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An incredible picture of a fox foraging for food on a car bonnet has scooped the top prize in the Mammal Society’s annual photography contest.

Roger Cox, from East London, also won the Mammal Society Member’s Award, for his photo of a fox looking for wild cherries that had fallen onto the parked car. “This animal often foraged for the wild cherries that fell from the trees and landed in the wells between the bonnets and windscreens of parked cars,” said Roger. “It was also used to getting food from people who threw food out of their car windows at night during the early hours. I took this picture when it jumped up on my car to investigate if there was anything of interest for it, as I'd seen it do several times before. Shooting photographs through the windscreen of the car is tricky given the angle of the glass but with a fox so close it helps keep the viewer focused on this encounter.”

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Head Judge, ecologist and professional photographer Brett Lewis said Roger had made a “bold choice” and the win was “deserved.” He added: “Sometimes photographs like these get overlooked when we return home and look through them on the big screen and many never make it as far as competition entries but Roger made a bold choice and the rewards are deserved.”

A stunning photo of a mountain hare rolling in the snow helped Kate MacRae scoop the runner-up prize in the competition. Kate, who took the picture in Scotland, said: “The hare ran across the deep snow in front of me, paused and, as I took a shot, it rolled. They often use the snow in this way, to clean the coat and help keep it in tip-top condition, essential in these harsh conditions!”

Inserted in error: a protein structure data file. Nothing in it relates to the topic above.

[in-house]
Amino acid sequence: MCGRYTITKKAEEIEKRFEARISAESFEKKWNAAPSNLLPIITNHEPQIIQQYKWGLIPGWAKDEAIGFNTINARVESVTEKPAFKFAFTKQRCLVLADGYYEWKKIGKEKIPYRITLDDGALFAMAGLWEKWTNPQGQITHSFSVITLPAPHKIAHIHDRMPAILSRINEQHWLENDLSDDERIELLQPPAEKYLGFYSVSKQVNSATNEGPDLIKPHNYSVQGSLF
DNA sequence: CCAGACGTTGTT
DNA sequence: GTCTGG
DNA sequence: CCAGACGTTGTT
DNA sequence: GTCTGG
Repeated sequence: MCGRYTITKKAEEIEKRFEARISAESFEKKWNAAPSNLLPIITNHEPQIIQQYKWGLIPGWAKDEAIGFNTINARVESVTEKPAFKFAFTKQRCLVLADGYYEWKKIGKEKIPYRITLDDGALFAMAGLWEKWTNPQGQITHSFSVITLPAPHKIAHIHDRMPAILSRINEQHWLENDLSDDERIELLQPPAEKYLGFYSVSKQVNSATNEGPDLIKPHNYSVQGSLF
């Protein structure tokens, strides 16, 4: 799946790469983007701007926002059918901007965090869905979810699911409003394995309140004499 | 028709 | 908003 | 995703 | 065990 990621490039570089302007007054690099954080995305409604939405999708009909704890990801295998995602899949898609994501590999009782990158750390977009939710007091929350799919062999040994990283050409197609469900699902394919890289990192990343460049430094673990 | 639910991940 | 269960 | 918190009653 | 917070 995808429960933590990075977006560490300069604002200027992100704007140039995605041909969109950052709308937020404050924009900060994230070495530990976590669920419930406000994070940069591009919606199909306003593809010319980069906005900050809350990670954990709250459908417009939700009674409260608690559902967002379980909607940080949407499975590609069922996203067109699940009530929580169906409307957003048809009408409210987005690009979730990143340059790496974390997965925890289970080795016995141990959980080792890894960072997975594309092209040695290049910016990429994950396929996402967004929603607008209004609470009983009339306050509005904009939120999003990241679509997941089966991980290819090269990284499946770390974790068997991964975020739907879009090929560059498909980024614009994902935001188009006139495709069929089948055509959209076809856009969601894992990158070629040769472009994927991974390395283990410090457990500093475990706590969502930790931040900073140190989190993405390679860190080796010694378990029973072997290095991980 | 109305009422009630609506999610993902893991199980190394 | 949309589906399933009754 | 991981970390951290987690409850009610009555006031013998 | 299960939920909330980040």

Broadcaster and Mammal Society patron, Zeb Soanes, who was on the judging panel, said the picture had “Everything: photographic skill, terrific composition and a sense of drama and character in its subject.”

This year’s competition saw the introduction of a new category, Elusive Mammal, which was created to highlight photographs depicting mammals which aren’t often spotted, or which may not have been photographed very successfully in the past. Dan Lettice came top in the section for his photo of a Breaching Common Dolphin leaping out of the water off the coast of West Cork in Ireland. He said “I've seen common dolphins in pods of anywhere from a handful up to hundreds of animals. The joy of a leaping Common Dolphin is something to behold. They always find time to interact with the boat.”

A cute picture of a Grey Squirrel peeking out from behind a tree saw 10-year-old Dylan Jenkins get the top prize in the Young Mammal Photographer of the Year category. He took the photograph in Singleton Park in Swansea using his mum’s camera and tripod. Competition judge Zeb Soanes said: “Dylan’s image sharply captures its subject and its character, at once curious and anxious and that tension between both states makes it a captivating picture.”

Alex White, from Oxfordshire, won the Young Mammal Photographer of the Year aged 15-18, with his photo Summer Meadow Deer, which shows the deer peering through the long grass.

Head judge Brett Lewis said he was extremely impressed with the quality of the 300 entries submitted for this year’s competition, “The standard of the competition entries seems to increase with each passing year and the variety of species captured by the UK’s photographers is very pleasing to see,” he said. “Many of the images represent the animals in their environment with some facing very harsh conditions, which the photographers have also endured to capture some great photos. Entries were varied and include small mammals in the captive environment to larger mammals found in our seas and oceans, as well as species that were encountered during vital research projects together with those trying to eke out a living alongside our busy lives.”

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